The Rock music genre has many sub-genres, some very popular, some not so popular, but without doubt, the Progressive Rock is a complex and delightful sub-genre.
Developed in the late 60's and the early 70's, Prog Rock (another way to call the Progressive Rock sub-genre) pushed "rock's technical and compositional boundaries" and "...explored extended musical structures which involved intricate instrumental patterns and textures and often esoteric subject matter."
But not only that, the Prog Rock also includes elements from jazz, world music, even classical music! Instrumental are more common, but it also has lyrics, which often talk about abstract, fantastical, conceptual or strange things.
The concept albums are also ordinary in Prog Rock, which regularly talk about epic stories, like Rush's 2112. They are, frequently, long and may seem boring for many people, but a real Prog Rock fan will love them.
The precursors or Prog Rock may be Bob Dylan, The Mother's Invention and The Beatles, with poetry, Freak Out! and Sgt. Pepper's Lonely Hearts Club Band, respectively, showing a great art with their rock, bur earlier Beatles's albums also incorporated elements like unusual instruments.
Progressive Rock peaked it's popularity in the mid 70's, when the Prog Rock band's albums topped the charts, and the bands themselves did too. Many Prog. Rock bans were formed in this period, and some, like Kansas, became one of the most successful bands of Progressive Rock.
After it's peak, in the years 1976-1977 Progressive Rock started to decay; listeners no longer had patient for 30 minutes suites inspired by J.R.R. Tolkien and preferred Punk music
In early 80's Prog Rock saw a revival, with bands influenced by 70's bands but with new elements. The bands belonging to this period are often called Neo-Progressive or Neo-Prog.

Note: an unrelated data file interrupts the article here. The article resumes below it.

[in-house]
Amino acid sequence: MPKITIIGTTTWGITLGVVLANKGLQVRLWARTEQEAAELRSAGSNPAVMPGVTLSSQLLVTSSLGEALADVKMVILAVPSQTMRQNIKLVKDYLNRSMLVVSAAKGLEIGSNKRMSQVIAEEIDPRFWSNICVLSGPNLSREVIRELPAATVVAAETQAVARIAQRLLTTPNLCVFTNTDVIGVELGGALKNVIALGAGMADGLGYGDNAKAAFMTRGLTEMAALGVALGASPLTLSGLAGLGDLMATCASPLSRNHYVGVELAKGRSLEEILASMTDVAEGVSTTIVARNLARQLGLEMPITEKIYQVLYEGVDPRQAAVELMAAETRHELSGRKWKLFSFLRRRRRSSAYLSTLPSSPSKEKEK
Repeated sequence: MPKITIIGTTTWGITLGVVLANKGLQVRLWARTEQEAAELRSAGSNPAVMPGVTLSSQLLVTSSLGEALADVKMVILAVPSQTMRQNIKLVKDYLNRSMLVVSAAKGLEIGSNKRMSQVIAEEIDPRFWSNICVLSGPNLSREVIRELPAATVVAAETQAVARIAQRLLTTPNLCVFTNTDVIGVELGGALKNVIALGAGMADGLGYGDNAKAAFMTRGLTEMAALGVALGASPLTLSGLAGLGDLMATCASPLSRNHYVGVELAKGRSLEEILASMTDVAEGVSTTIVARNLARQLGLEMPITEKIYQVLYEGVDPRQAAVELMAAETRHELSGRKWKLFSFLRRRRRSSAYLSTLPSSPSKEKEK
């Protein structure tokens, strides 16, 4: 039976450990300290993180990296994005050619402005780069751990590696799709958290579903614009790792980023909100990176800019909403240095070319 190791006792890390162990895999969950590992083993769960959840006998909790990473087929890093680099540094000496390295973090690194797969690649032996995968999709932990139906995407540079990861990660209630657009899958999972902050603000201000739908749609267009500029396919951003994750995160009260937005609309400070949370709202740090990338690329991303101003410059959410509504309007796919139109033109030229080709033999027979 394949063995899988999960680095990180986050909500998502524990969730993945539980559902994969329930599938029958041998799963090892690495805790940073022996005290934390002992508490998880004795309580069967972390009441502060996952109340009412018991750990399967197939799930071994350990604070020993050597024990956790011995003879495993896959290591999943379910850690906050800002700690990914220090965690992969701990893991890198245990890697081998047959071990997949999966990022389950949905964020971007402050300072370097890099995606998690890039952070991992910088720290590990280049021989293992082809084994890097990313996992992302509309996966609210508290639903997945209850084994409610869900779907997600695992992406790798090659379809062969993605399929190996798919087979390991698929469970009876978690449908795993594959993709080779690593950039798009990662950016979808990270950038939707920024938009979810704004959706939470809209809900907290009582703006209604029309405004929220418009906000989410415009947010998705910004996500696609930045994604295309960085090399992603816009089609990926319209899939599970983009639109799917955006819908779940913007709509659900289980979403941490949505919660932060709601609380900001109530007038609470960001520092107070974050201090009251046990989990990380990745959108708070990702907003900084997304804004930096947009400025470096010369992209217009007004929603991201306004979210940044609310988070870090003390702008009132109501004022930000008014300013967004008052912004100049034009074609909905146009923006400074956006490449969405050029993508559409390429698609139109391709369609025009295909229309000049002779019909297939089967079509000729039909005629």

Many Neo Progressive bands made their music simplified and making it more commercial.
Progressive Rock was an inspiration for Progressive Metal and for bands like Dream Theater or the more extreme Opeth.
lunes, 7 de febrero de 2011
lunes, 10 de enero de 2011
New York University professor Davis Lewis show how the Muslims, who forged a world for themselves out of the decay of the Roman and Persian empires, repeatedly challenged the Christians of Europe, pushing at their homelands' borders and receiving aggressive resistance in return.
The Muslims created Al Andalus, Islamic Spain; Charlemagne created a cohesive Christian Europe; and even today the world lives with the consequences.
Lewis is a prodigious scholar, and his book is compelling not for its story but because of the need of the present to understand the past.
Buy God's Crucible: Islam and the making of Europe, 570-1215, by David Lewis (W. W. Norton, 2008)
domingo, 2 de enero de 2011
Desde el famoso chapuzón del Oso Polar de Coney Island, en Nueva York, hasta el salto de fé navideño celebrado en Berlín, he aquí una galería de fotos de los mejores nadadores congelados de la pasada semana: "Chapuzones Polares y Nado Invernal" reunidas por el periodista Buck Wolf.